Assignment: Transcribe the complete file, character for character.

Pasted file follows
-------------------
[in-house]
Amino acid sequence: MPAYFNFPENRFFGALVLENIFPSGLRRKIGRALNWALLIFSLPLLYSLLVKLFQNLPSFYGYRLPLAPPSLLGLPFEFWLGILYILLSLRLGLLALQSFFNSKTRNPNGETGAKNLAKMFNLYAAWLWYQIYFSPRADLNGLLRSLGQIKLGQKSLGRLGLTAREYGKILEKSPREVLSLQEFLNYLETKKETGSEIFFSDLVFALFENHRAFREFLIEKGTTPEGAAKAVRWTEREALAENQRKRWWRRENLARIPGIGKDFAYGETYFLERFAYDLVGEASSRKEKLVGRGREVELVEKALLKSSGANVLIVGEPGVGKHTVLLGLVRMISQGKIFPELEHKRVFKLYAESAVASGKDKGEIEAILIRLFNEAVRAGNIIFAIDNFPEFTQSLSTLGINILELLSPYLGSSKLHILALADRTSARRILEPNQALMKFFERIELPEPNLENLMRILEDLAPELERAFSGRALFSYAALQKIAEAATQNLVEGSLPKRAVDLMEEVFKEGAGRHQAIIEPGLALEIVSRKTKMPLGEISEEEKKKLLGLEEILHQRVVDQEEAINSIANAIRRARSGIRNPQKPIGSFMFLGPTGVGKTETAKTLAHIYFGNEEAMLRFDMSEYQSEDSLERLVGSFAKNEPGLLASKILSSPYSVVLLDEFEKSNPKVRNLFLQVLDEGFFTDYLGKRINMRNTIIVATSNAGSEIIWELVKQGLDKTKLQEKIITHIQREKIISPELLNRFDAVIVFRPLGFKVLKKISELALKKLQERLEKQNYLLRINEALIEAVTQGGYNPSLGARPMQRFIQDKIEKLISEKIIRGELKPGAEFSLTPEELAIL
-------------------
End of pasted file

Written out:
[in-house]
Amino acid sequence: MPAYFNFPENRFFGALVLENIFPSGLRRKIGRALNWALLIFSLPLLYSLLVKLFQNLPSFYGYRLPLAPPSLLGLPFEFWLGILYILLSLRLGLLALQSFFNSKTRNPNGETGAKNLAKMFNLYAAWLWYQIYFSPRADLNGLLRSLGQIKLGQKSLGRLGLTAREYGKILEKSPREVLSLQEFLNYLETKKETGSEIFFSDLVFALFENHRAFREFLIEKGTTPEGAAKAVRWTEREALAENQRKRWWRRENLARIPGIGKDFAYGETYFLERFAYDLVGEASSRKEKLVGRGREVELVEKALLKSSGANVLIVGEPGVGKHTVLLGLVRMISQGKIFPELEHKRVFKLYAESAVASGKDKGEIEAILIRLFNEAVRAGNIIFAIDNFPEFTQSLSTLGINILELLSPYLGSSKLHILALADRTSARRILEPNQALMKFFERIELPEPNLENLMRILEDLAPELERAFSGRALFSYAALQKIAEAATQNLVEGSLPKRAVDLMEEVFKEGAGRHQAIIEPGLALEIVSRKTKMPLGEISEEEKKKLLGLEEILHQRVVDQEEAINSIANAIRRARSGIRNPQKPIGSFMFLGPTGVGKTETAKTLAHIYFGNEEAMLRFDMSEYQSEDSLERLVGSFAKNEPGLLASKILSSPYSVVLLDEFEKSNPKVRNLFLQVLDEGFFTDYLGKRINMRNTIIVATSNAGSEIIWELVKQGLDKTKLQEKIITHIQREKIISPELLNRFDAVIVFRPLGFKVLKKISELALKKLQERLEKQNYLLRINEALIEAVTQGGYNPSLGARPMQRFIQDKIEKLISEKIIRGELKPGAEFSLTPEELAIL